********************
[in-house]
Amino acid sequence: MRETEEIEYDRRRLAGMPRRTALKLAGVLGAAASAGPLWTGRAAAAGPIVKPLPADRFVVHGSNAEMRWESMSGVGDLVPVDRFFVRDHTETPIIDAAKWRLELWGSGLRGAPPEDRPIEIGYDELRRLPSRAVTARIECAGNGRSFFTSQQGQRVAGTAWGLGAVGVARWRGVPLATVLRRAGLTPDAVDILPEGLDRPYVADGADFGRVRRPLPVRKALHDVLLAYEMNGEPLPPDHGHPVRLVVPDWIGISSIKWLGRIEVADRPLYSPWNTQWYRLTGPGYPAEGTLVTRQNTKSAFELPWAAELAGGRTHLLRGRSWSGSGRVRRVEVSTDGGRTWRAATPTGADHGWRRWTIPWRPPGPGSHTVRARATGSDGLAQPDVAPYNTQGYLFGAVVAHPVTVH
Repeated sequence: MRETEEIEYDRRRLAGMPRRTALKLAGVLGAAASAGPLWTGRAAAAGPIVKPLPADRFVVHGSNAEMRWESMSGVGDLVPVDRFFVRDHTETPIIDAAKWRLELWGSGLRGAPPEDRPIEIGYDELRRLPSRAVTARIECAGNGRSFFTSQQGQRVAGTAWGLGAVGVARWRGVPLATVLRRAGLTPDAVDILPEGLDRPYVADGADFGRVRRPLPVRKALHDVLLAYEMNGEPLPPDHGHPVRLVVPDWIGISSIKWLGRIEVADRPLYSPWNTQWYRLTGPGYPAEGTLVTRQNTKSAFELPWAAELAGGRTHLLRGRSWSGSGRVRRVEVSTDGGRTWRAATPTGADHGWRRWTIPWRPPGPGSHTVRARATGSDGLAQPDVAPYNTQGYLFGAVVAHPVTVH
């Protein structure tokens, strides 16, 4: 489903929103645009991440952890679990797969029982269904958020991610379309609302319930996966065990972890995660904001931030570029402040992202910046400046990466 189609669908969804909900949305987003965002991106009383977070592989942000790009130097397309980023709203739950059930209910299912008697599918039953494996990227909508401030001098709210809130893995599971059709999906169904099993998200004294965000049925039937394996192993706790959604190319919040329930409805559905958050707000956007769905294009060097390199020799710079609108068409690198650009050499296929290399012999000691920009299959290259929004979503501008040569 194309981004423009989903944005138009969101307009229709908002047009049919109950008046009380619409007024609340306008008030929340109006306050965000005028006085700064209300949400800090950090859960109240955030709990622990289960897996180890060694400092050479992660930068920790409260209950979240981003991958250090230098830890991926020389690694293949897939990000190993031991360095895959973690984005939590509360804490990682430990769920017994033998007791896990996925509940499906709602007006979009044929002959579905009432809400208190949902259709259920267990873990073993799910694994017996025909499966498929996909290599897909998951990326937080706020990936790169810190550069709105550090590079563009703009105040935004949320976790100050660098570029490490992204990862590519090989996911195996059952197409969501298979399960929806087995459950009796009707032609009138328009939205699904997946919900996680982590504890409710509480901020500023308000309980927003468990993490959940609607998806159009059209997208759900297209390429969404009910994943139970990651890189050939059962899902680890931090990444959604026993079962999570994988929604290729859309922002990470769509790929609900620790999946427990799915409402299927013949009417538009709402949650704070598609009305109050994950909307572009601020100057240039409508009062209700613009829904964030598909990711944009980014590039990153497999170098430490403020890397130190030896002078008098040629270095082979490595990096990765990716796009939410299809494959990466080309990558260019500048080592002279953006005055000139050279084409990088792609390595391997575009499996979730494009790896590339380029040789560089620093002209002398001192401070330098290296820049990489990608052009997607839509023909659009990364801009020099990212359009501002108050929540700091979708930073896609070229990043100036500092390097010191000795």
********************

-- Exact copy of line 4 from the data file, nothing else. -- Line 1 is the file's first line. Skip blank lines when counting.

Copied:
């Protein structure tokens, strides 16, 4: 489903929103645009991440952890679990797969029982269904958020991610379309609302319930996966065990972890995660904001931030570029402040992202910046400046990466 189609669908969804909900949305987003965002991106009383977070592989942000790009130097397309980023709203739950059930209910299912008697599918039953494996990227909508401030001098709210809130893995599971059709999906169904099993998200004294965000049925039937394996192993706790959604190319919040329930409805559905958050707000956007769905294009060097390199020799710079609108068409690198650009050499296929290399012999000691920009299959290259929004979503501008040569 194309981004423009989903944005138009969101307009229709908002047009049919109950008046009380619409007024609340306008008030929340109006306050965000005028006085700064209300949400800090950090859960109240955030709990622990289960897996180890060694400092050479992660930068920790409260209950979240981003991958250090230098830890991926020389690694293949897939990000190993031991360095895959973690984005939590509360804490990682430990769920017994033998007791896990996925509940499906709602007006979009044929002959579905009432809400208190949902259709259920267990873990073993799910694994017996025909499966498929996909290599897909998951990326937080706020990936790169810190550069709105550090590079563009703009105040935004949320976790100050660098570029490490992204990862590519090989996911195996059952197409969501298979399960929806087995459950009796009707032609009138328009939205699904997946919900996680982590504890409710509480901020500023308000309980927003468990993490959940609607998806159009059209997208759900297209390429969404009910994943139970990651890189050939059962899902680890931090990444959604026993079962999570994988929604290729859309922002990470769509790929609900620790999946427990799915409402299927013949009417538009709402949650704070598609009305109050994950909307572009601020100057240039409508009062209700613009829904964030598909990711944009980014590039990153497999170098430490403020890397130190030896002078008098040629270095082979490595990096990765990716796009939410299809494959990466080309990558260019500048080592002279953006005055000139050279084409990088792609390595391997575009499996979730494009790896590339380029040789560089620093002209002398001192401070330098290296820049990489990608052009997607839509023909659009990364801009020099990212359009501002108050929540700091979708930073896609070229990043100036500092390097010191000795």